Massive waves cause havoc along SA coast

2017-08-25 12:44
Abnormally high waves and rough swells off the South African coast wreaked havoc. (Supplied)

Abnormally high waves and rough swells off the South African coast wreaked havoc. (Supplied)

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Cape Town - Abnormally high waves and rough swells off the South African coast wreaked havoc for several buildings on Thursday afternoon, with some people and animals getting caught up in the flurry.

Average wave heights of 8m were recorded in East London around 17:00, while the highest recorded wave was 13.68m, South African Weather Service forecaster Venetia Thakula told News24 on Friday.

Alerts for high waves were usually issued for anything over 4m.

At the Eastern Beach in East London, two women were enjoying themselves close to the water when the waves flooded over to where they were standing.

"They were running when they saw the water. They sustained minor injuries like scratches," said Warrant Officer Hazel Mqala on Friday.


Similar flooding took place at Kidds Beach.

No other casualties were reported in the area.

Police and traffic officers quickly blocked off surrounding roads so that people and vehicles were kept well away.

A nearby hotel reported excessive water damage. Local authorities were assessing the damage.

The waves battered the East London aquarium, damaging the seal pool, decking and public walkways.

The pump and filtration system that supplied water to the aquarium was also lost.

- Read more: High seas hit East London, travellers urged to avoid Eastern Cape beaches

A seal called Ruff, which was around 16 years old, was washed out into the sea.

"Parts of the boardwalk washed into the seal pool and caused the glass to crash," explained aquarium superintendent Steven Rheeder.

"Ruff is one of our oldest seals and has quite a personality. The size of the swell is huge. Once it all settles, we hope she comes out onto one of our local beaches."

Clean-up operation

The aquarium was closed while they made repairs. Rheeder said lots of people wanted to donate money to assist them.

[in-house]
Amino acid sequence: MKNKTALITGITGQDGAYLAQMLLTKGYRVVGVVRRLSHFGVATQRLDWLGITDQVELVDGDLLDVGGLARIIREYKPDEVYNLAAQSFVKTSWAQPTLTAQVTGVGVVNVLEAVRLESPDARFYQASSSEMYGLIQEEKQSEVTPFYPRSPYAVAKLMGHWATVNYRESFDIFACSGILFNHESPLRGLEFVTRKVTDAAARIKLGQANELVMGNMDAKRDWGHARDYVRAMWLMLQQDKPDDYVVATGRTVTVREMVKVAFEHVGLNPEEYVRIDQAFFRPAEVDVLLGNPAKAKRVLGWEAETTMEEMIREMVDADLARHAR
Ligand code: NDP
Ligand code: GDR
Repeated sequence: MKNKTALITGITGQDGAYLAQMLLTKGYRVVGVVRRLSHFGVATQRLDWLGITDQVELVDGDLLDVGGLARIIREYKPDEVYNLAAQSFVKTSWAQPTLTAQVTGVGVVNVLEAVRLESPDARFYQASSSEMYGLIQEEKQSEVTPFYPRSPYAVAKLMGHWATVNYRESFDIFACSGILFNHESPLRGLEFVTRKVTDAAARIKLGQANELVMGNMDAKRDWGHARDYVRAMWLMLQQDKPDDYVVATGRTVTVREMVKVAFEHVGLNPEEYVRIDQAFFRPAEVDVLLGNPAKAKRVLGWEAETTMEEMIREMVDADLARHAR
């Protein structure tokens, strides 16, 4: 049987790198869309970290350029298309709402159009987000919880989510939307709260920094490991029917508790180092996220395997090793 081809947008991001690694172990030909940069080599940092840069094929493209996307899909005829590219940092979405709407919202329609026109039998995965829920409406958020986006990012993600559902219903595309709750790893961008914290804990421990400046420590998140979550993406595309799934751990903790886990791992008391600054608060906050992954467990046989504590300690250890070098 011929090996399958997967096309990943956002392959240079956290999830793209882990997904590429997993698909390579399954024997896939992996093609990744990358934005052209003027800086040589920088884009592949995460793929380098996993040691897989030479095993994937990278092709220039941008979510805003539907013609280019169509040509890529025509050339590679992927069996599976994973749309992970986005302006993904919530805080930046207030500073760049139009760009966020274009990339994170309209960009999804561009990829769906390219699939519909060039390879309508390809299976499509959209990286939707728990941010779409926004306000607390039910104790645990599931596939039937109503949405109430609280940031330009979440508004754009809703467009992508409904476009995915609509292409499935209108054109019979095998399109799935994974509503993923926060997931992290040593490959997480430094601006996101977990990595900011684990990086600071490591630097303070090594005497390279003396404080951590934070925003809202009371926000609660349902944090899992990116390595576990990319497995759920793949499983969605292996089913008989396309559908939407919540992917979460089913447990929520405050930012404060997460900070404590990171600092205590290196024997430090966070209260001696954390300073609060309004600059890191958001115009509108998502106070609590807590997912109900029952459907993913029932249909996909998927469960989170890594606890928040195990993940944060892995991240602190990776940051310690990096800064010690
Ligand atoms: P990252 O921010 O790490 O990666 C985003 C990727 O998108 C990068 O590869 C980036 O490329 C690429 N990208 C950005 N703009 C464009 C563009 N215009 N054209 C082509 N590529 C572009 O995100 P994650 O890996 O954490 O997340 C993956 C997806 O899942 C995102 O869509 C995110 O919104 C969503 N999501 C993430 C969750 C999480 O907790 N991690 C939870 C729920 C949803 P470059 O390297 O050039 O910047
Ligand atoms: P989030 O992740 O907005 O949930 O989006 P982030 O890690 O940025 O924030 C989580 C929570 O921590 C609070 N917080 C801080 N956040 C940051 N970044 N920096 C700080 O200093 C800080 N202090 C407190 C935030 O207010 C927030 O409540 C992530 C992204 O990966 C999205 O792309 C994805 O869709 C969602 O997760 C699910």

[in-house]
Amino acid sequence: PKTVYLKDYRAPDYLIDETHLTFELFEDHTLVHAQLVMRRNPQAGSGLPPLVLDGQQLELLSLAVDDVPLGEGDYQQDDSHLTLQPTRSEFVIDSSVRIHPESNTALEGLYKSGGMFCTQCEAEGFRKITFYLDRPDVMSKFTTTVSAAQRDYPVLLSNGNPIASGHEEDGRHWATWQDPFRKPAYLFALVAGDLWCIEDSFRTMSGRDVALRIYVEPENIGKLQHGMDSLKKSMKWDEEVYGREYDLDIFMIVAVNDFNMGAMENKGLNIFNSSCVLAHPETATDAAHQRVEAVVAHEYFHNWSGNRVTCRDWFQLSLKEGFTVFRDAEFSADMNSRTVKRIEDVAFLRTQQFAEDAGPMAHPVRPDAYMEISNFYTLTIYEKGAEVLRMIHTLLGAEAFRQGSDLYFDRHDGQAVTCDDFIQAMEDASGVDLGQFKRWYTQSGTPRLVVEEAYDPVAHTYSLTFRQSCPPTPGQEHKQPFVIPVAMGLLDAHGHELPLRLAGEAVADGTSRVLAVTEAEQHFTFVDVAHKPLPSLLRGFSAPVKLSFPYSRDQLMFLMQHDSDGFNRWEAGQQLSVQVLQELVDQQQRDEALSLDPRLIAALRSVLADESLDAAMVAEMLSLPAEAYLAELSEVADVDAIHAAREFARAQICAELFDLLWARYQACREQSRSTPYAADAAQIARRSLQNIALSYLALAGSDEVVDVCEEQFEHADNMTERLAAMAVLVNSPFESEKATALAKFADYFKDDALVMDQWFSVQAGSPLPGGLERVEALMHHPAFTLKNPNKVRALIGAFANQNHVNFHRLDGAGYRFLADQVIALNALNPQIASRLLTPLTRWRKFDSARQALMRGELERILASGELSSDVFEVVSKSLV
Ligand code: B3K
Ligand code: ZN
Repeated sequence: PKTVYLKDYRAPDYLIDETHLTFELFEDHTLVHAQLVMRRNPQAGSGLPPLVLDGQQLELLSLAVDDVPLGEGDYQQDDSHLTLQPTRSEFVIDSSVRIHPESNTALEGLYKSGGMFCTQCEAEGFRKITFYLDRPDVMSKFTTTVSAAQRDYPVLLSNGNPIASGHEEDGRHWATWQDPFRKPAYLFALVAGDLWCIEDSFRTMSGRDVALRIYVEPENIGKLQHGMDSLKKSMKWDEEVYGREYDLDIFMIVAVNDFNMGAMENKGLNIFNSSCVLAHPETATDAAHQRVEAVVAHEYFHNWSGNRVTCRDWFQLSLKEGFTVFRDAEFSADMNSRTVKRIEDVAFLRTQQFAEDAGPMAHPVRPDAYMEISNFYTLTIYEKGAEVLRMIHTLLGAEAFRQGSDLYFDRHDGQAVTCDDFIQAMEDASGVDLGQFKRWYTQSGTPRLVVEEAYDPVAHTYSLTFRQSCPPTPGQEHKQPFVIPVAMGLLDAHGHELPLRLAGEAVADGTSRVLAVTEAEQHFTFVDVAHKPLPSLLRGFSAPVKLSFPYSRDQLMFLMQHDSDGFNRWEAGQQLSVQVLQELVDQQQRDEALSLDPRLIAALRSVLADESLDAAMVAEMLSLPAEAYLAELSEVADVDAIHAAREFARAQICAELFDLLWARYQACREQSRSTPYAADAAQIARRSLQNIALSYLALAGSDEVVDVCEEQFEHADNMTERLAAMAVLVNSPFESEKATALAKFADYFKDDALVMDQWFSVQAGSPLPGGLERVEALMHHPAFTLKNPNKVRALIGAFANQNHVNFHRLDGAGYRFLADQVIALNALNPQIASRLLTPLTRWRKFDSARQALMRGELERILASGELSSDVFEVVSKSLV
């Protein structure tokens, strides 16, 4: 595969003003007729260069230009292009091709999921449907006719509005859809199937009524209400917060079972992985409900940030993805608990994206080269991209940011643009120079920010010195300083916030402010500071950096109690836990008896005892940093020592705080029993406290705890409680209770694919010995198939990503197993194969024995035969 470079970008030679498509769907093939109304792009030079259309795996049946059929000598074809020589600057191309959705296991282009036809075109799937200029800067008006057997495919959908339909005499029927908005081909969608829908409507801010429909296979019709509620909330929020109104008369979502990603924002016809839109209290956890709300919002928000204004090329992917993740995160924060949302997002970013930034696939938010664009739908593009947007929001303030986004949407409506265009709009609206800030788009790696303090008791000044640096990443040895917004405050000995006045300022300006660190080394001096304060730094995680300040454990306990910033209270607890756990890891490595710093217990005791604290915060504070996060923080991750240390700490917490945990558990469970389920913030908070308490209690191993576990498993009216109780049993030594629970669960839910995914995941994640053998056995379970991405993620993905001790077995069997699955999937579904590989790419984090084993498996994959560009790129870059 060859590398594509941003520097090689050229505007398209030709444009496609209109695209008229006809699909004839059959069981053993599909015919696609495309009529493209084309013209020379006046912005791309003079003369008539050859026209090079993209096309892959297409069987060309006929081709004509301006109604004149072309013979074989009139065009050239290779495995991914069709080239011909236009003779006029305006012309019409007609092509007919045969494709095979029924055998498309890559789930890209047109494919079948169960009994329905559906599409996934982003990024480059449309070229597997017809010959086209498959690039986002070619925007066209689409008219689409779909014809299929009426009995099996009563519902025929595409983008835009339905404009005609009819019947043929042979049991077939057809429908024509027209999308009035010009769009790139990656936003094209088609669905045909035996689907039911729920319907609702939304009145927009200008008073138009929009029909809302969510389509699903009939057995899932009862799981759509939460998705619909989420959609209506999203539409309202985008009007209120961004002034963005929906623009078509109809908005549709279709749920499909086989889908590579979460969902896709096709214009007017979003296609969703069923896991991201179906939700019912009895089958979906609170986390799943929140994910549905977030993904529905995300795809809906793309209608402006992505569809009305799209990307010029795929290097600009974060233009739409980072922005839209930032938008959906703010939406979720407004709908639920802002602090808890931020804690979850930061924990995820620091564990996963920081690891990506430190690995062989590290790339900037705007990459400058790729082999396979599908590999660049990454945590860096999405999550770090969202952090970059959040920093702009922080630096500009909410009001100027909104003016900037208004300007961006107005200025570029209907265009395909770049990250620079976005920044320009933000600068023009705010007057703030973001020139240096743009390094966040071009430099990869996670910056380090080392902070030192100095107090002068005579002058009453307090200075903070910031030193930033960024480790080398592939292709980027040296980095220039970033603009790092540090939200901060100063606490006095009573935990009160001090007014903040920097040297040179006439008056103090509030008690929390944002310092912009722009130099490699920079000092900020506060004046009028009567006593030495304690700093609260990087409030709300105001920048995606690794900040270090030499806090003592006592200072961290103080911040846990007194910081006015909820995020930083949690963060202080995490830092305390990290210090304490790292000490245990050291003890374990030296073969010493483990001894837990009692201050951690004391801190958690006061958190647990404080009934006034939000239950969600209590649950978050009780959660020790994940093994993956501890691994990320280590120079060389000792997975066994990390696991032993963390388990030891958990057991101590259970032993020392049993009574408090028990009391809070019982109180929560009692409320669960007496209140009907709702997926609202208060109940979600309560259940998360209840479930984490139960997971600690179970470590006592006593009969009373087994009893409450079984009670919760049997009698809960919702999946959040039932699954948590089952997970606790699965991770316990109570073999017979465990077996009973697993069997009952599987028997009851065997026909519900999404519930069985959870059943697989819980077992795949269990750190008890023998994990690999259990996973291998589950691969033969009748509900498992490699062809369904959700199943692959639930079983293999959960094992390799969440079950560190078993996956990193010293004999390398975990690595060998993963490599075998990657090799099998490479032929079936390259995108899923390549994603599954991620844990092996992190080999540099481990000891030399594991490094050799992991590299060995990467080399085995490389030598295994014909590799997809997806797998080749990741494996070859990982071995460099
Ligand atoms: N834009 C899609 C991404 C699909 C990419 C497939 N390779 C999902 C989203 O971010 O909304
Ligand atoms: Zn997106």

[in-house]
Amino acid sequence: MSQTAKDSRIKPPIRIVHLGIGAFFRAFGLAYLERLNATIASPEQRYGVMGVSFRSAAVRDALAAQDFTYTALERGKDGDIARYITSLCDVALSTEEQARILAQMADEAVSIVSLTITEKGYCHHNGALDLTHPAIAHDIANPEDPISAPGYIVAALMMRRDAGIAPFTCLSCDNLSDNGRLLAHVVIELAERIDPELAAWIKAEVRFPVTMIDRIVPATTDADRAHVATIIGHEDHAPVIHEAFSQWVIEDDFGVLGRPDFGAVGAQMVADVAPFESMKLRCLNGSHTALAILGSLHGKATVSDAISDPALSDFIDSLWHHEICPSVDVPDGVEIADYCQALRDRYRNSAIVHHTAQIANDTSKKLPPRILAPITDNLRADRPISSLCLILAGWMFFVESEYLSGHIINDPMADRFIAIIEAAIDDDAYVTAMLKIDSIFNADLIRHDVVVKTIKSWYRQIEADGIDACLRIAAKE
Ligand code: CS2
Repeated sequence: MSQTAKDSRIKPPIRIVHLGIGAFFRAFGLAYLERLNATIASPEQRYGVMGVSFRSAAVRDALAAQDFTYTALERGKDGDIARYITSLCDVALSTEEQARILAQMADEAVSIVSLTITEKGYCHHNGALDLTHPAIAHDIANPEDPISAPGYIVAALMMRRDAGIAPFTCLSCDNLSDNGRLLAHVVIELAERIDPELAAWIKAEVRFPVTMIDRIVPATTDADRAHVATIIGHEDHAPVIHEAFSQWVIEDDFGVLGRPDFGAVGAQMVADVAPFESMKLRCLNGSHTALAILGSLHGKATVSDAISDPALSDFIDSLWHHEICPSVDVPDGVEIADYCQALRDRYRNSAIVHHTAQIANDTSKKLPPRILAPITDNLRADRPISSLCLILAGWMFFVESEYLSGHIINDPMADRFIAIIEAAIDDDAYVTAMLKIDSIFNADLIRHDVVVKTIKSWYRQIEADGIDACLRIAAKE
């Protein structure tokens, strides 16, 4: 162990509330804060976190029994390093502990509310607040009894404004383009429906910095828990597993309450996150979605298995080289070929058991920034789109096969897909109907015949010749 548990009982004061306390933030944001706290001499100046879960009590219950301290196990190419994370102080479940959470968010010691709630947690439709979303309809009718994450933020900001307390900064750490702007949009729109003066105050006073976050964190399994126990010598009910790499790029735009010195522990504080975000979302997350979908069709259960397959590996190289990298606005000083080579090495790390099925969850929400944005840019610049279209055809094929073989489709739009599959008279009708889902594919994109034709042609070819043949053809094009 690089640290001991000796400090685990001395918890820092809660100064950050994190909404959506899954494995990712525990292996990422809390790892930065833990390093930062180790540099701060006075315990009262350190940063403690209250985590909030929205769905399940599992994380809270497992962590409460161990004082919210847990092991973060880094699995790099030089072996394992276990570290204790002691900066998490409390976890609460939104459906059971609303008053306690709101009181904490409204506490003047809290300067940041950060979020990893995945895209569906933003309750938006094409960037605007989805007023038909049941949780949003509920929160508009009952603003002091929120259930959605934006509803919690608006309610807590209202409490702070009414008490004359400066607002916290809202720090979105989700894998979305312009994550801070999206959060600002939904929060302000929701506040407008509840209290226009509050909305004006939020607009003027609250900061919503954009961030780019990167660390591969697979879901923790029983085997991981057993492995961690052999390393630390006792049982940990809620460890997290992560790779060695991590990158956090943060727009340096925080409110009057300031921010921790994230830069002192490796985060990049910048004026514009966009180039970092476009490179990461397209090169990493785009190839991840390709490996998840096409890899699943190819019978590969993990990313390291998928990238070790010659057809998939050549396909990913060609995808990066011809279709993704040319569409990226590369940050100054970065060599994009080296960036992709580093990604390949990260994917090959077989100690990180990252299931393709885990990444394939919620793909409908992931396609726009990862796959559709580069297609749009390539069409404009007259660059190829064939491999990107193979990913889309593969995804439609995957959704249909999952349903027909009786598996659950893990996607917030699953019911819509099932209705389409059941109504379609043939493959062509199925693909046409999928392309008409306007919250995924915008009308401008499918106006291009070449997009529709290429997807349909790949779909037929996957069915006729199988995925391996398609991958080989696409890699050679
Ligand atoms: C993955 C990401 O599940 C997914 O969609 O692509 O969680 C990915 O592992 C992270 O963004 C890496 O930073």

At Groot Brakrivier, near Mossel Bay, a video taken by a member of the public showed the river mouth pounded open with waves rushing in from the ocean.

People were seen rushing away from the water. A woman was caught up in the water and carried along the mouth for a while.

The person who took the video seemed to think the woman may have lost her camera. Two men rushed to assist her and walk her out.

In the Tsitsikamma section of the Garden Route National Park, the Cattle Baron restaurant at the Storms River mouth was closed temporarily due to rough seas and high swells.

The sea washed away braai stands at the Storms River rest camp. The wood on the top of the retaining wall of the Otter trail hiking camp site was also washed away.

"Our teams are also inspecting sewer systems for any potential damage," said Tsitsikamma section technical manager Andre Petersen.

A clean-up operation was underway.

Garden Route national park spokesperson Nandi Mgwadlamba said the restaurant would remain closed until after the storm.

"Although low tide is expected today at midday, swells up to 9m high are expected to return this evening."

Thakula explained that the waves between Port Alfred and Durban could have been due to high swells pushing against the Agulhas current.

High seas with wave heights of between 6m and 9m were expected between Plettenberg Bay and Durban on Friday morning.

These waves were expected to subside by 13:00, said Thakula.

Read more on:    port elizabeth  |  east london  |  weather

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